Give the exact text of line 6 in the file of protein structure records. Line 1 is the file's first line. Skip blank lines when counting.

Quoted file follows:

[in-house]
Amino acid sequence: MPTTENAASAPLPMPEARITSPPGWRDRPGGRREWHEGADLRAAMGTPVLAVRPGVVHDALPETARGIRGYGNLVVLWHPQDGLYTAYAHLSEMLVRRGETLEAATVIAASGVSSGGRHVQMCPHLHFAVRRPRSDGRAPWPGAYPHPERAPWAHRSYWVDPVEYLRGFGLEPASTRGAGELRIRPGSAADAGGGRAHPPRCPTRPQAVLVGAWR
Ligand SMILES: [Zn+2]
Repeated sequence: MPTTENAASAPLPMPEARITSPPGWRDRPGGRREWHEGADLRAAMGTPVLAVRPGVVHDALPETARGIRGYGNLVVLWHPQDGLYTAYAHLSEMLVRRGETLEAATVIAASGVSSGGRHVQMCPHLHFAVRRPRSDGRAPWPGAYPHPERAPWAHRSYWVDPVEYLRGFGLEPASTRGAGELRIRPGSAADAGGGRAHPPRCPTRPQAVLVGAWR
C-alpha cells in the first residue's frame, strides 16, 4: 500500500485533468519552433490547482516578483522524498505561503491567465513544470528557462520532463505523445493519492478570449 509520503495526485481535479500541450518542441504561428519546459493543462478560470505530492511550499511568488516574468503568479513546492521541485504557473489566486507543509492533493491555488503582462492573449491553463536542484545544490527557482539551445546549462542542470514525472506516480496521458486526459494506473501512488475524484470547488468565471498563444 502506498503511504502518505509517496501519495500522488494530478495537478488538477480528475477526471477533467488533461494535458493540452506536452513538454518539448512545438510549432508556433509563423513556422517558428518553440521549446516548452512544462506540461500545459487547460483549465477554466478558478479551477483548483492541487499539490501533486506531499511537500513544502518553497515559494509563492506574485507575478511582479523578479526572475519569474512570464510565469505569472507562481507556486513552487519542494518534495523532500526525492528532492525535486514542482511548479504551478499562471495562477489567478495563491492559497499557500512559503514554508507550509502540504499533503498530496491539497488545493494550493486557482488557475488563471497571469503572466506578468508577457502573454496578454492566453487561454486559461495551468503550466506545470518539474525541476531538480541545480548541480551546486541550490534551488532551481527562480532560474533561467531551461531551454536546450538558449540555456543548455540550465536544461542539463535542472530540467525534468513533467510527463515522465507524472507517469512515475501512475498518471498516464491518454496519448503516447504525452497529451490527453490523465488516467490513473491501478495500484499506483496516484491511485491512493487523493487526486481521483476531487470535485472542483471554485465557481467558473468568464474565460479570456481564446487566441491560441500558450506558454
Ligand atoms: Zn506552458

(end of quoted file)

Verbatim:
Ligand atoms: Zn506552458